- Anastomosing rows of cells forming ribbons
- All three patterns separated by fine fibrovascular stroma
- Round or oval to polyhedral cells with abundant finely eosinophilic granular or vacuolated cytoplasm containing argyrophilic granules
- Vesiculate nuclei which is often antibasilar and prominent nucleoli
- Occasional amyloid in intercellular and perivascular spaces; Uninuclear megalocytes and multinucleated giant cells are present occasionally
- Can look histologically similar to gastrointestinal mast cell tumors
- Dense core neurosecretory granules; uniform density and numerous within the cytoplasm of the tumor cells
- Granules are round-to-oval, membrane-bound, vary from 75 to 300 nm in diameter and are surrounded by a clear halo
- Cytoplasm contains abundant rough endoplasmic reticulum
ADDITIONAL DIAGNOSTIC TESTS:
- Definitive diagnosis is based on the endocrine histologic pattern, cytoplasmic argentaffinic and argyrophilic granularity, immunohistochemical identification of specific secretory products, and the typical ultrastructural appearance
- Positive immunohistochemically for synaptophysin, neuron specific enolase (NSE), and chromogranin A (CgA)
- Churukian-Schenk and Grimelius silver techniques demonstrate argyrophilic cytoplasmic granules
- The Sevier-Munger silver technique may demonstrate both argentaffin and argyrophilic granules
DIFFERENTIAL DIAGNOSIS: (for histologic findings)
- Adenoma/Carcinoma: May contain argyrophilic cells (exclude with neurendocrine markers i.e. NSE, chromogranin, synaptophysin)
- Lymphoma: Round cells positive for lymphocyte markers i.e. CD3, CD79a
- Plasma cell tumor: Round cells with plasmacytoid appearance i.e. eccentric nuclei with perinuclear hoff, variation in chromatin pattern i.e. “clockface” or “cartwheel” nuclei, exclude with silver stains i.e. Churukian-Schenk
- Mast cell tumor: Round cells, granules stain with Toluidine Blue; C-kit positive
- Leiomyoma/leiomyosarcoma: Spindle-shaped cells; positive for desmin, muscle specific actin and smooth muscle actin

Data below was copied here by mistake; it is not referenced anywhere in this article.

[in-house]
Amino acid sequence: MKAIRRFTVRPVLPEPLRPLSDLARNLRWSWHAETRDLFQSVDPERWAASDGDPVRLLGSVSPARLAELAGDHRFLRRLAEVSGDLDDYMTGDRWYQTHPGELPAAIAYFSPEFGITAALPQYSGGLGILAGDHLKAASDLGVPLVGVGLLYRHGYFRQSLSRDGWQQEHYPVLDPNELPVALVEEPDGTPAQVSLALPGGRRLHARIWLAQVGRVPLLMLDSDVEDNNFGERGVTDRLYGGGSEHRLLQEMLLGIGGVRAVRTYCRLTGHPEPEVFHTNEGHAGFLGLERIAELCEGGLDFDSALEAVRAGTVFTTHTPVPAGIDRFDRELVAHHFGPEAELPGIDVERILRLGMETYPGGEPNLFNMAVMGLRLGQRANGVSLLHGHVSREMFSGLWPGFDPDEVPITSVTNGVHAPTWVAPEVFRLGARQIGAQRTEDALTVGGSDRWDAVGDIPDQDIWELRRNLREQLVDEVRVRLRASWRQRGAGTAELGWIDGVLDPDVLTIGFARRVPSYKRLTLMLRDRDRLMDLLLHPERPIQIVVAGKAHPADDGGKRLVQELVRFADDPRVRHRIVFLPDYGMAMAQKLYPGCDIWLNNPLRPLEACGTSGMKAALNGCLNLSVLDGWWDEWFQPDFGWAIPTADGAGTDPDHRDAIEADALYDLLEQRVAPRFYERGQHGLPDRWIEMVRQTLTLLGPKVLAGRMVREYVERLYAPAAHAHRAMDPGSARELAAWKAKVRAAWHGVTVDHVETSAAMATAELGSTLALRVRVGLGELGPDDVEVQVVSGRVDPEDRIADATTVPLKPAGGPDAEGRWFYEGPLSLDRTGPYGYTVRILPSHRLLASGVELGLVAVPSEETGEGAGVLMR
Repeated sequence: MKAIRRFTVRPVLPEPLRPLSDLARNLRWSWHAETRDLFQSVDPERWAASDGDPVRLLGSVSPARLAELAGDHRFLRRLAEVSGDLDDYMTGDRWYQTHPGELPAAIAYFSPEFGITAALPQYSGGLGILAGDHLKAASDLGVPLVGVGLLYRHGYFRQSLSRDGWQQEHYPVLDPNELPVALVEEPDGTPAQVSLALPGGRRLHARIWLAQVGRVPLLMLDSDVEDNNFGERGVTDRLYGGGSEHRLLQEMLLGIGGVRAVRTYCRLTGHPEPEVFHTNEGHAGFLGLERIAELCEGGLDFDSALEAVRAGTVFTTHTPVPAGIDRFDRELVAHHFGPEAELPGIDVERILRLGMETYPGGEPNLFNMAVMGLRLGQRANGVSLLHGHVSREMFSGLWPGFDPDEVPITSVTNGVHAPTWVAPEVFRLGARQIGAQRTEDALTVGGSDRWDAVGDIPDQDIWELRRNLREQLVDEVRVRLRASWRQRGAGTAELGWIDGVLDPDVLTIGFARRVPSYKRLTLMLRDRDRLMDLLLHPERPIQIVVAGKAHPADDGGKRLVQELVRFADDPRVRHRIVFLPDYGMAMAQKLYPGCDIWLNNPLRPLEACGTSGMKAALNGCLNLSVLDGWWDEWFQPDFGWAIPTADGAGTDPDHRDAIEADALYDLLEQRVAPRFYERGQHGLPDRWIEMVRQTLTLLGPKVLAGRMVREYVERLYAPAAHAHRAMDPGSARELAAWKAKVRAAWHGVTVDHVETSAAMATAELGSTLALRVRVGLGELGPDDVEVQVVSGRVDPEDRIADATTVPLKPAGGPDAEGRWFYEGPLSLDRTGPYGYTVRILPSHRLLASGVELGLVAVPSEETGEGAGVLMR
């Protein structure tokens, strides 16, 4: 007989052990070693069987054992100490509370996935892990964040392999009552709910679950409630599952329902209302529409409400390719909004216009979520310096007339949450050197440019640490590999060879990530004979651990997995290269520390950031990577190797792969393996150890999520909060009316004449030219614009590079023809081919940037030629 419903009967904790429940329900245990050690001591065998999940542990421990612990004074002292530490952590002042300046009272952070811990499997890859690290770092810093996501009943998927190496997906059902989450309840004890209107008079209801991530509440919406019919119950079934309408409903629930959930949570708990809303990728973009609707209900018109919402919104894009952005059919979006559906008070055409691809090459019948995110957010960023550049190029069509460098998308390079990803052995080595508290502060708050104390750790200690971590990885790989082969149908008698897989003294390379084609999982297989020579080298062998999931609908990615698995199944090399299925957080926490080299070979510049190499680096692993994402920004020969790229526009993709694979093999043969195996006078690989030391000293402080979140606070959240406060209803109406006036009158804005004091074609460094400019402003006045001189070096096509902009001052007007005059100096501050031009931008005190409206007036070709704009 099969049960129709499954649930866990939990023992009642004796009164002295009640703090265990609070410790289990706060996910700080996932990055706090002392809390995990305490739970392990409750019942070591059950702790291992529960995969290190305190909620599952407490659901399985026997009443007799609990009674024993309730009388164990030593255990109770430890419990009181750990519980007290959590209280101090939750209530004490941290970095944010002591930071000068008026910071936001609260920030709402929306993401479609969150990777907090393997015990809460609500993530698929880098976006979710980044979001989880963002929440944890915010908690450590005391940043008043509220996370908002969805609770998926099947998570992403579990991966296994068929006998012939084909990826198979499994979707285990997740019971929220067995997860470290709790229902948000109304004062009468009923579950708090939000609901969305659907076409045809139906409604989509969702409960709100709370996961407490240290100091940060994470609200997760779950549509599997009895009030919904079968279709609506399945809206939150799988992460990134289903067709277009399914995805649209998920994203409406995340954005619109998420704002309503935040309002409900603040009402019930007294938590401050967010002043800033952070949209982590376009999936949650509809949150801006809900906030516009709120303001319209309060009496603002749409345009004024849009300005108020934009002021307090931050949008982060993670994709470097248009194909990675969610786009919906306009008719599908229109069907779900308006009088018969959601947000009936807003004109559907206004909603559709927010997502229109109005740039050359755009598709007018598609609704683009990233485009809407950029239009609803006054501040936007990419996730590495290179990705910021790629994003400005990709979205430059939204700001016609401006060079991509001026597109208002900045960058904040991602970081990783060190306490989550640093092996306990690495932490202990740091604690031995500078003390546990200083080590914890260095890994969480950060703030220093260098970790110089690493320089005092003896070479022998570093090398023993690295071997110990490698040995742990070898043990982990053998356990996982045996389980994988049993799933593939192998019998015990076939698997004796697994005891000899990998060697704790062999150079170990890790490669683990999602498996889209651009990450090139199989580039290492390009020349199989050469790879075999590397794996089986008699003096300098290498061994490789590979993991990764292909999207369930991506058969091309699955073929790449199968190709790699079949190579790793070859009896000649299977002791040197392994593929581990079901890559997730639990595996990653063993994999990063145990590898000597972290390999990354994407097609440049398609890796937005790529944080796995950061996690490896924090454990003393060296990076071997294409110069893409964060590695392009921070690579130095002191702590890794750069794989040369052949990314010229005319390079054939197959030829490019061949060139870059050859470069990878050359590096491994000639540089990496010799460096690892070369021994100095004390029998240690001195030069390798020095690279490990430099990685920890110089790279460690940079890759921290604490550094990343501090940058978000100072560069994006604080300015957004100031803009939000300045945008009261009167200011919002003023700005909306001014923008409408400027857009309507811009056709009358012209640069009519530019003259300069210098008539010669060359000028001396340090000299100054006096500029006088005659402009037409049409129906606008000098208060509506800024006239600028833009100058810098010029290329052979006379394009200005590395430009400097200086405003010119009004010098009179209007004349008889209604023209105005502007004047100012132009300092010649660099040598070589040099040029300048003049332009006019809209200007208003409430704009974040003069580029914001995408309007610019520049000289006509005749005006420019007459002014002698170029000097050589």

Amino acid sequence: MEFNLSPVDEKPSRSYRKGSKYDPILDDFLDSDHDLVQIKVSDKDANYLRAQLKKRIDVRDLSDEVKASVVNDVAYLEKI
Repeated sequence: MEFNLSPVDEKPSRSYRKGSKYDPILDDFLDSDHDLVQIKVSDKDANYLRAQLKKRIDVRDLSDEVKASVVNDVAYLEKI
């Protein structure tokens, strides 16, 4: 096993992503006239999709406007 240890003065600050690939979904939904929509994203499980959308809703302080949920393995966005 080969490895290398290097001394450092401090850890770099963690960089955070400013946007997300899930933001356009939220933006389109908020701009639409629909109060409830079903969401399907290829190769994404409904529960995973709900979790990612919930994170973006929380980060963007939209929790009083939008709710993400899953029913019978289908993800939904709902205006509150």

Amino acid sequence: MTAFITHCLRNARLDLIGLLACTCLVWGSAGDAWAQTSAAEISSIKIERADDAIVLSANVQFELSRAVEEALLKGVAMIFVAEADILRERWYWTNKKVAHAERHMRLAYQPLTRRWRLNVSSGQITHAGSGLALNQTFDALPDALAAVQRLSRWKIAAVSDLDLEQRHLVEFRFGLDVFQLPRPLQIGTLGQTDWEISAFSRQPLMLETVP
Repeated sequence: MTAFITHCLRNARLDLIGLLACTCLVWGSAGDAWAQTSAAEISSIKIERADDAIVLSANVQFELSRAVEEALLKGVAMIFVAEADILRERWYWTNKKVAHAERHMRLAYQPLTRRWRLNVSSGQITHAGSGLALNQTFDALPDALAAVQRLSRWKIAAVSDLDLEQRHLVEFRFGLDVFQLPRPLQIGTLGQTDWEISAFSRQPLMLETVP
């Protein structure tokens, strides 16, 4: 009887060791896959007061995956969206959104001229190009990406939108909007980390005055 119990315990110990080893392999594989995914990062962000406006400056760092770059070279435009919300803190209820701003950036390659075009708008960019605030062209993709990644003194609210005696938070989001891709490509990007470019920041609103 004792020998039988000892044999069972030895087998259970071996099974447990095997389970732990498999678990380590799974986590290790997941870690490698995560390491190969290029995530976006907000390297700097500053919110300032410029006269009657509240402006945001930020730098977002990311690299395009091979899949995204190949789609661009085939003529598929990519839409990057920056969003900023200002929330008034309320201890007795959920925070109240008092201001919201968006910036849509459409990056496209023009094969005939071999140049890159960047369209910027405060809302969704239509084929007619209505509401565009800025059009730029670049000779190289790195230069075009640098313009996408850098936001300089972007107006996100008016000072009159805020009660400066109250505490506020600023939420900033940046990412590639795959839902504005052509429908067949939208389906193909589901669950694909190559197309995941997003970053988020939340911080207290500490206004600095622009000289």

- In captivity, the multimammate rat (Praomys (Mastomys) natalensis) has a high prevalence of carcinoids of the gastric epithelium
- There is one report of a spontaneous gastric carcinoid in a Sprague-Dawley rat
- There is one report of a primary carcinoid arising from the mammary gland of a dog, as well as one report of a malignant carcinoid in the spleen of an African Pygmy Hedgehog (Atelerix albiventris)
- Other reports in laboratory animals have been only after long-term treatment with various chemical agents
- Carcinoid tumors have also been reported in a mare with chronic colic, the colon and rectum of a cow, the foregut in a domestic cat, three cases in the maxillary sinuses of horses, in a cynomolgus monkey, and in an elephant
- Goblet cell carcinoids in humans has features of both carcinoids and adenocarcinomas. There is one report in a dog
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- Michishita M, Takagi M, Kishimoto TE, et al. Pancreatic neuroendocrine carcinoma with exocrine differentiation in a young cat. J Vet Diagn Invest. 2017:29(3):325-330.
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- Uzal FA, Plattner BL, Hostetter JM. Alimentary system. In: Maxie MG, ed. Jubb, Kennedy and Palmer’s Pathology of Domestic Animals. Vol 2. 6th ed. St. Louis, MO: Elsevier; 2016:105-106.